Great artists, laureates and thinkers, are consistently the antithesis of rules, which is what makes them special and gifted, observes Nicholas Chan.
As if his luminous literary achievements and rather transcendent, iconic appearance do not make the man prominent enough, national laureate A Samad Said, or more affectionately known as Pak Samad, made it to the headlines again recently following his brief arrest by police.
The alleged crime was nothing sinister – at least to me that is – the flying of a pre-Independence flag called the Sang Saka Malaya.
The arrest of the 78-year-old Samad at midnight for such a benevolent act sparked national outrage as it seemed unbecoming even for Malaysia, a country with an authoritarian history that peaked during the Mahathir era (made infamous by the numerous crackdowns and mass arrests of political dissidents).
This article will not delve into the controversies surrounding the flag or the appropriateness in flying it; instead it will deal with the treatment accorded to our national laureate, a talent by any standards, whose leanings and ideologies are deemed incorrect by the powers that be – more so politically, it would seem, rather than intellectually.
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The Deputy Prime Minister hastily criticised Pak Samad’s act as “incredibly embarrassing”, while Communications and Multimedia Minister Ahmad Shabery Cheek quickly joined the fray and accused the man of being an attention seeker, even comparing him to the heretic Ayah Pin.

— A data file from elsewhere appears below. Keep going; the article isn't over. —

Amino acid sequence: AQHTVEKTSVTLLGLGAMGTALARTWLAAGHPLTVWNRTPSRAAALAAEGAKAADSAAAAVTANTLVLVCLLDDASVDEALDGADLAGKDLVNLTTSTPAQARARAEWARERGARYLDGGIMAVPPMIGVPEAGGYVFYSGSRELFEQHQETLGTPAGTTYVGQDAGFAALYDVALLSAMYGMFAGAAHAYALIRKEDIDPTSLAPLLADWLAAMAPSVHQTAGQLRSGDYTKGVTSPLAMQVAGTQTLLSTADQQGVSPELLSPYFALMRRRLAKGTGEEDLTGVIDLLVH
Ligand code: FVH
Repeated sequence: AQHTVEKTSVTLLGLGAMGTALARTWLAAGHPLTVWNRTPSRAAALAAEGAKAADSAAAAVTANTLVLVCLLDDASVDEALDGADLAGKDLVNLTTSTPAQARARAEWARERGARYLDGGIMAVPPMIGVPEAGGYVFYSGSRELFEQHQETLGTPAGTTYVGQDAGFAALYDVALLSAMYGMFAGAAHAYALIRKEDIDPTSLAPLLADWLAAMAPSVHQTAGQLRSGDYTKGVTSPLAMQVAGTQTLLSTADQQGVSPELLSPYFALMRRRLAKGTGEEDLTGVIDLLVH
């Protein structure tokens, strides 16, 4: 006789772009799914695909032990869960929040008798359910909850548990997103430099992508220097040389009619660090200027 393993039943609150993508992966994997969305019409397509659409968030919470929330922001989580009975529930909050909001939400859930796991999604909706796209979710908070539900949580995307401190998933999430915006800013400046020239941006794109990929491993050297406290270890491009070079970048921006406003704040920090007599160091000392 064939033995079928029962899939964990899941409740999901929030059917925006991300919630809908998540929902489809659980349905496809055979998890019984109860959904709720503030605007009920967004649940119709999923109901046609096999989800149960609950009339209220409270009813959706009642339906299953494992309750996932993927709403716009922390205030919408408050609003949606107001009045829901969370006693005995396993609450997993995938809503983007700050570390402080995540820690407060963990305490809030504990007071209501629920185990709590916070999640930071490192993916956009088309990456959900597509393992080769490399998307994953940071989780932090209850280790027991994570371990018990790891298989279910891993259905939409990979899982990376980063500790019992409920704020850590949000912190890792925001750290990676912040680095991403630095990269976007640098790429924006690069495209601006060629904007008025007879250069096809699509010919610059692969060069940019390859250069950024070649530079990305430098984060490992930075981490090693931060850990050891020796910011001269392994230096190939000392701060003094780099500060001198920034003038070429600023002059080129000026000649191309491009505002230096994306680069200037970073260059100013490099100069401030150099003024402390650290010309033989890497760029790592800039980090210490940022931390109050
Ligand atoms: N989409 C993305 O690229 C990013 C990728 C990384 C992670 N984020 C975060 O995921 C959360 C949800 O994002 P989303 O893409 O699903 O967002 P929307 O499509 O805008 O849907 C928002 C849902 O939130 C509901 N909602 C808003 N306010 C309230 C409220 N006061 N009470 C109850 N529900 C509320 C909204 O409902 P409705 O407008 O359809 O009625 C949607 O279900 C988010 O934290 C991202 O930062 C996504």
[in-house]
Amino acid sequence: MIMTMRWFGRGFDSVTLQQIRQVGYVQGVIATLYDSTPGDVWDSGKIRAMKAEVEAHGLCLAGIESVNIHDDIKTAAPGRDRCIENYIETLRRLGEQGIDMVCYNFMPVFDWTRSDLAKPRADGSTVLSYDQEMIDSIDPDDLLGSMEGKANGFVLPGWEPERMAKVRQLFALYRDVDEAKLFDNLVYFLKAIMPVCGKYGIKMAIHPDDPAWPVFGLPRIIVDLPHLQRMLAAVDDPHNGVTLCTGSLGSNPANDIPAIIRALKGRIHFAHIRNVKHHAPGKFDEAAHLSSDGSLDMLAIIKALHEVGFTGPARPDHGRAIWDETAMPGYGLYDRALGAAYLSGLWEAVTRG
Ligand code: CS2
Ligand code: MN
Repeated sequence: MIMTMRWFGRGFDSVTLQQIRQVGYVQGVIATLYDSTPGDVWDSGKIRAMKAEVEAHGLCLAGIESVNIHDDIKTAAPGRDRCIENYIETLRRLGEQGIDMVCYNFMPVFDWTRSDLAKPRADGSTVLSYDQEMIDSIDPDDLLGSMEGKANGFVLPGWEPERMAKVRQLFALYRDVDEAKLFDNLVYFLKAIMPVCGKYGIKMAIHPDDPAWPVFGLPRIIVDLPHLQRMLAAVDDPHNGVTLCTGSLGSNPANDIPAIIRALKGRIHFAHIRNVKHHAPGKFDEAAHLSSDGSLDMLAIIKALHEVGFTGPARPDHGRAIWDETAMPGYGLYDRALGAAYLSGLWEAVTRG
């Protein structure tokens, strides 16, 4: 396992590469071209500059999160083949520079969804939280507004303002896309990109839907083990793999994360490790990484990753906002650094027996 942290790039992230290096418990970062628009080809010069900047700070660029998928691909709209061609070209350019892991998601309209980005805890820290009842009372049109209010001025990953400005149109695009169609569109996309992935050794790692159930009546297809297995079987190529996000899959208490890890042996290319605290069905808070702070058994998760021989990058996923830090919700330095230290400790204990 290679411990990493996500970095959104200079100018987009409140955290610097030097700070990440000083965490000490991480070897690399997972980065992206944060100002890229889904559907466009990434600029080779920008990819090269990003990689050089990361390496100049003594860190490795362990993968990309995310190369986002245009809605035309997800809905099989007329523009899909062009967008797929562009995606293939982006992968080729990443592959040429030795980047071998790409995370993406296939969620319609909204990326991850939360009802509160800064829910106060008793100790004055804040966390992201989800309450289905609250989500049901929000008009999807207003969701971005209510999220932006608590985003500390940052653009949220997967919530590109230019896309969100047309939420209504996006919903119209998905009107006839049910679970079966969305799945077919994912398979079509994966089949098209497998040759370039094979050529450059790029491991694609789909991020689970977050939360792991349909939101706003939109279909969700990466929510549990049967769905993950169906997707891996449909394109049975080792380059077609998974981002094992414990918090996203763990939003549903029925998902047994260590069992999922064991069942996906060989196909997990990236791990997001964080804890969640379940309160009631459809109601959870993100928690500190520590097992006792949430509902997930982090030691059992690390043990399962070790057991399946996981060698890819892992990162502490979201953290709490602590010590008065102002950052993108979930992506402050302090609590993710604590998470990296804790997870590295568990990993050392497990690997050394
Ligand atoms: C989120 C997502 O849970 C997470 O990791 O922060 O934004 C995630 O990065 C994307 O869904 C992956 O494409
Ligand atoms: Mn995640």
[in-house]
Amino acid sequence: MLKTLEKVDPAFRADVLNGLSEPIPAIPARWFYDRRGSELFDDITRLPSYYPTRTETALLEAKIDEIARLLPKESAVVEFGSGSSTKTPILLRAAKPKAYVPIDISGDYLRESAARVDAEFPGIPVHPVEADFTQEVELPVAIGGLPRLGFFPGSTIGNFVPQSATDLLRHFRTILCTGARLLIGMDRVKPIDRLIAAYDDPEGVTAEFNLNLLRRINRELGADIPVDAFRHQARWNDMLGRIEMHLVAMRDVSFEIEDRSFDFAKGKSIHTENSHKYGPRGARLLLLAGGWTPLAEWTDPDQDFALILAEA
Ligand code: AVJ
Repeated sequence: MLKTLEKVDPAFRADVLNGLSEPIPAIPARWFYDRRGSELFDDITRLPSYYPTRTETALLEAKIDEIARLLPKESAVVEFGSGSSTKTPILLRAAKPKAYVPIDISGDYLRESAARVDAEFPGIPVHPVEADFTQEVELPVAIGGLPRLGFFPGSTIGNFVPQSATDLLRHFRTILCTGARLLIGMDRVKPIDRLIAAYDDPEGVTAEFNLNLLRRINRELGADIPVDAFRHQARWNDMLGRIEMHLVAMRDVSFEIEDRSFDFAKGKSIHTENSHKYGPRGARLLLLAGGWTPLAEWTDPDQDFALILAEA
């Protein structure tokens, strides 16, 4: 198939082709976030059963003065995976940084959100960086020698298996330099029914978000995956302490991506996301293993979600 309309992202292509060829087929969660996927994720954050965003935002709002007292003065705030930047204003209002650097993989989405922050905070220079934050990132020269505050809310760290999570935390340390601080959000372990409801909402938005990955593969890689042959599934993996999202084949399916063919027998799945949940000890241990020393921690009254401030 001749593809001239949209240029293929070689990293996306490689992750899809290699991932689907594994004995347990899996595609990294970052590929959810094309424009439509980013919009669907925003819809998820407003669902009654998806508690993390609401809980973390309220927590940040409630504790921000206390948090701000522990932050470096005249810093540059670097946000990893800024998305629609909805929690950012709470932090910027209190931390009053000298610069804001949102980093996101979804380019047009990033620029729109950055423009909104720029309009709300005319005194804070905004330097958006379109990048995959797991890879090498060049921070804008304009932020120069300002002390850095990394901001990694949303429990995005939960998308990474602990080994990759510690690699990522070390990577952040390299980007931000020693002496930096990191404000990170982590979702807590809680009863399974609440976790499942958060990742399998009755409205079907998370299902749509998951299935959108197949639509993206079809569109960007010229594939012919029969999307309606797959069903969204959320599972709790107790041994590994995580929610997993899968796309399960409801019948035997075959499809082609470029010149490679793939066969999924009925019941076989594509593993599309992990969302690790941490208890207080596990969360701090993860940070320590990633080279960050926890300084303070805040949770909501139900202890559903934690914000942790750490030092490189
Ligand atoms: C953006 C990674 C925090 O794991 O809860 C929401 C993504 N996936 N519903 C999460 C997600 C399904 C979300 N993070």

Although such leaders could be excused as they are never known for their statesmanship, a check on online sentiments would reveal that the attacks by those behind a computer were no less vitriolic and personal. This is unbecoming, even for Malaysia.
From a broader context, this speaks a lot about our brain drain. Apart from obvious political and economic reasons, it would appear that the root of Malaysia’s talent rejection syndrome could be identified at a cultural level as well. Society in general, does not seem to celebrate talents or understand what it means to be a talent. Malaysia’s patriarchal society, governed in a quasi-totalitarian way, might be the largest culprit to this.
Since birth, we were given a very constrictive sense of “goodness”. You score high grades in exams, you are good; you practise a certain way of life, you are good; you are from a particular race, you are good. Big Government frequently pokes in here and there and tells you what to wear, what films to watch and even what party you should support.
Achievers within the system or the Good Samaritans are instead celebrated (perhaps deliberately) like talents. Datukships and even professorships are showered generously on these people, creating false recognition of talents constantly.